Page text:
Anasazi flute

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Flutes carved with tadpoles found in Pueblo Bonito in the Chaco Culture National Historical Park.

The Anasazi flute is the name of a prehistoric end-blown flute replicated today from findings at a massive cave in Prayer Rock Valley in Arizona, United States by an archaeological expedition led by Earl H. Morris in 1931.[1] The team excavated 15 caves and the largest among them had 16 dwellings and many artifacts including several wooden flutes, which gave the site its name, the Broken Flute Cave.[2]

The flutes found in the cave were dated between 620 and 670 AD. They were all made of Box elder, have six finger holes and are end-blown.[3] It is similar in many respects to a Hopi flute, which has only five finger holes.

A detailed analysis using radiocarbon dating techniques was published in 2007. The analysis included one item from a burial pit in the Broken Flute Cave. The dating placed the artifact in the range 599–769 AD.[4]

The Anasazi flute has in recent years been reproduced and restored to the catalog of World flutes. While difficult to play in many respects, it has a rich, warm voice that can potentially spans over three octaves.[citation needed]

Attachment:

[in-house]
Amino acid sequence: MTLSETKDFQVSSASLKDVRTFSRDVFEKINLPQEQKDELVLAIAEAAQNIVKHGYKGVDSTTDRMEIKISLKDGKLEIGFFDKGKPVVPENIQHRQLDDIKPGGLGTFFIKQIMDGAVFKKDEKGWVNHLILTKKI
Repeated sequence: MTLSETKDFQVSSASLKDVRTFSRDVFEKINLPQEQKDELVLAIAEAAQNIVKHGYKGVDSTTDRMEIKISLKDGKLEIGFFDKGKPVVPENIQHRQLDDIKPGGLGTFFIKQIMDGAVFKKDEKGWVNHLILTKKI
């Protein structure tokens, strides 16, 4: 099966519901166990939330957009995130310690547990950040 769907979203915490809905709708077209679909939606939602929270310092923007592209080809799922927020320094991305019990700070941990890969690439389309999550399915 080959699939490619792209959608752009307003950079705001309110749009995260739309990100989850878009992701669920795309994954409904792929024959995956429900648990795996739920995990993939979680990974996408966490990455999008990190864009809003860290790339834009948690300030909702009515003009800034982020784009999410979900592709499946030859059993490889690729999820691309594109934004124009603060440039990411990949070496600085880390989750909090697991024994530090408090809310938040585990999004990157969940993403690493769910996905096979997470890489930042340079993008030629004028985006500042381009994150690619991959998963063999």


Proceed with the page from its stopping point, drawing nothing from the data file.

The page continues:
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  1. ^ Bakkegard, B. M.; Morris, Elizabeth Ann (September 1961). "Seventh Century Flutes from Arizona". Ethnomusicology. 5 (3): 184–186. doi:10.2307/924518.
  2. ^ Clint Goss (2011). "Anasazi Flutes from the Broken Flute Cave". Flutopedia. Retrieved 2011-03-27.
  3. ^ Morris, Elizabeth Ann (April 1959). "Basketmaker flutes from the Prayer Rock District, Arizona". American Antiquity. 24 (4): 406–411. doi:10.2307/276601.
  4. ^ Coltrain, Joan Brenner; Janetski, Joel C.; Carlyle, Shawn W. (2007). "The Stable- and Radio-Isotope Chemistry of Western Basketmaker Burials: Implications for Early Puebloan Diets and Origins". American Antiquity. 72 (2): 301–321. doi:10.2307/40035815.

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